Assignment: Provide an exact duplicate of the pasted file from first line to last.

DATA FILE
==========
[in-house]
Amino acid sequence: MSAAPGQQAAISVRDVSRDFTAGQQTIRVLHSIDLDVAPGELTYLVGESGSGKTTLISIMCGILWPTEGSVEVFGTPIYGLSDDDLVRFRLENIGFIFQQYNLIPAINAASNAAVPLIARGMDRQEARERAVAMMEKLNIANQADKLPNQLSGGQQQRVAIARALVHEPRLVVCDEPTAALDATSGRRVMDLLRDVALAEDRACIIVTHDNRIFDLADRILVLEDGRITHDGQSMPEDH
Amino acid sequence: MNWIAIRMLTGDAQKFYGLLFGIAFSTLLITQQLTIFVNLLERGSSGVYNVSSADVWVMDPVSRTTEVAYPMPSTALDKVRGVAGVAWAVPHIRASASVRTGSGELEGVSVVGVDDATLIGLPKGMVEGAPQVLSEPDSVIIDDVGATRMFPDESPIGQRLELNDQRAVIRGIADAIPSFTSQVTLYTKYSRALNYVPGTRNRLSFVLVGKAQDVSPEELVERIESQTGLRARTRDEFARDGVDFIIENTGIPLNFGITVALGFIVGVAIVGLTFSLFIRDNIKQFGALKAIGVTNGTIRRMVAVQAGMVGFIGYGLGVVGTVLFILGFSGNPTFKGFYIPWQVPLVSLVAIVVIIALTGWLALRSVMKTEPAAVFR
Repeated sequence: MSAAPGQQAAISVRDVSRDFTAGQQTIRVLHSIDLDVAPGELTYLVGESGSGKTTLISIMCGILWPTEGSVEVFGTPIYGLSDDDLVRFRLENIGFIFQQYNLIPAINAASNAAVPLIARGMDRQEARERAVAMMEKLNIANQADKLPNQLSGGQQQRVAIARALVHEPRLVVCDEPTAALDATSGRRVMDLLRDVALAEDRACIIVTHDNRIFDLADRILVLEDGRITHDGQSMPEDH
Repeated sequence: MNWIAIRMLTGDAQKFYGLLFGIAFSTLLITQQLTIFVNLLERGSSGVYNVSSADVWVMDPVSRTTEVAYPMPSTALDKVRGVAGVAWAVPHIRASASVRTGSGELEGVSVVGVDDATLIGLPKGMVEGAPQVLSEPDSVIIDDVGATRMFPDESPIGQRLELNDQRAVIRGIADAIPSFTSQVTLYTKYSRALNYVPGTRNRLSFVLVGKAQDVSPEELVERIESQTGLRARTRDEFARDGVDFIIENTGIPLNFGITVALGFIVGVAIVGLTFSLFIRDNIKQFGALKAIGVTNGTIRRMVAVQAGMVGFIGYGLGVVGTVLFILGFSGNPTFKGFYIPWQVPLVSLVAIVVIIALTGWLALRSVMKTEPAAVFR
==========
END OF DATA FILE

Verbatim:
[in-house]
Amino acid sequence: MSAAPGQQAAISVRDVSRDFTAGQQTIRVLHSIDLDVAPGELTYLVGESGSGKTTLISIMCGILWPTEGSVEVFGTPIYGLSDDDLVRFRLENIGFIFQQYNLIPAINAASNAAVPLIARGMDRQEARERAVAMMEKLNIANQADKLPNQLSGGQQQRVAIARALVHEPRLVVCDEPTAALDATSGRRVMDLLRDVALAEDRACIIVTHDNRIFDLADRILVLEDGRITHDGQSMPEDH
Amino acid sequence: MNWIAIRMLTGDAQKFYGLLFGIAFSTLLITQQLTIFVNLLERGSSGVYNVSSADVWVMDPVSRTTEVAYPMPSTALDKVRGVAGVAWAVPHIRASASVRTGSGELEGVSVVGVDDATLIGLPKGMVEGAPQVLSEPDSVIIDDVGATRMFPDESPIGQRLELNDQRAVIRGIADAIPSFTSQVTLYTKYSRALNYVPGTRNRLSFVLVGKAQDVSPEELVERIESQTGLRARTRDEFARDGVDFIIENTGIPLNFGITVALGFIVGVAIVGLTFSLFIRDNIKQFGALKAIGVTNGTIRRMVAVQAGMVGFIGYGLGVVGTVLFILGFSGNPTFKGFYIPWQVPLVSLVAIVVIIALTGWLALRSVMKTEPAAVFR
Repeated sequence: MSAAPGQQAAISVRDVSRDFTAGQQTIRVLHSIDLDVAPGELTYLVGESGSGKTTLISIMCGILWPTEGSVEVFGTPIYGLSDDDLVRFRLENIGFIFQQYNLIPAINAASNAAVPLIARGMDRQEARERAVAMMEKLNIANQADKLPNQLSGGQQQRVAIARALVHEPRLVVCDEPTAALDATSGRRVMDLLRDVALAEDRACIIVTHDNRIFDLADRILVLEDGRITHDGQSMPEDH
Repeated sequence: MNWIAIRMLTGDAQKFYGLLFGIAFSTLLITQQLTIFVNLLERGSSGVYNVSSADVWVMDPVSRTTEVAYPMPSTALDKVRGVAGVAWAVPHIRASASVRTGSGELEGVSVVGVDDATLIGLPKGMVEGAPQVLSEPDSVIIDDVGATRMFPDESPIGQRLELNDQRAVIRGIADAIPSFTSQVTLYTKYSRALNYVPGTRNRLSFVLVGKAQDVSPEELVERIESQTGLRARTRDEFARDGVDFIIENTGIPLNFGITVALGFIVGVAIVGLTFSLFIRDNIKQFGALKAIGVTNGTIRRMVAVQAGMVGFIGYGLGVVGTVLFILGFSGNPTFKGFYIPWQVPLVSLVAIVVIIALTGWLALRSVMKTEPAAVFR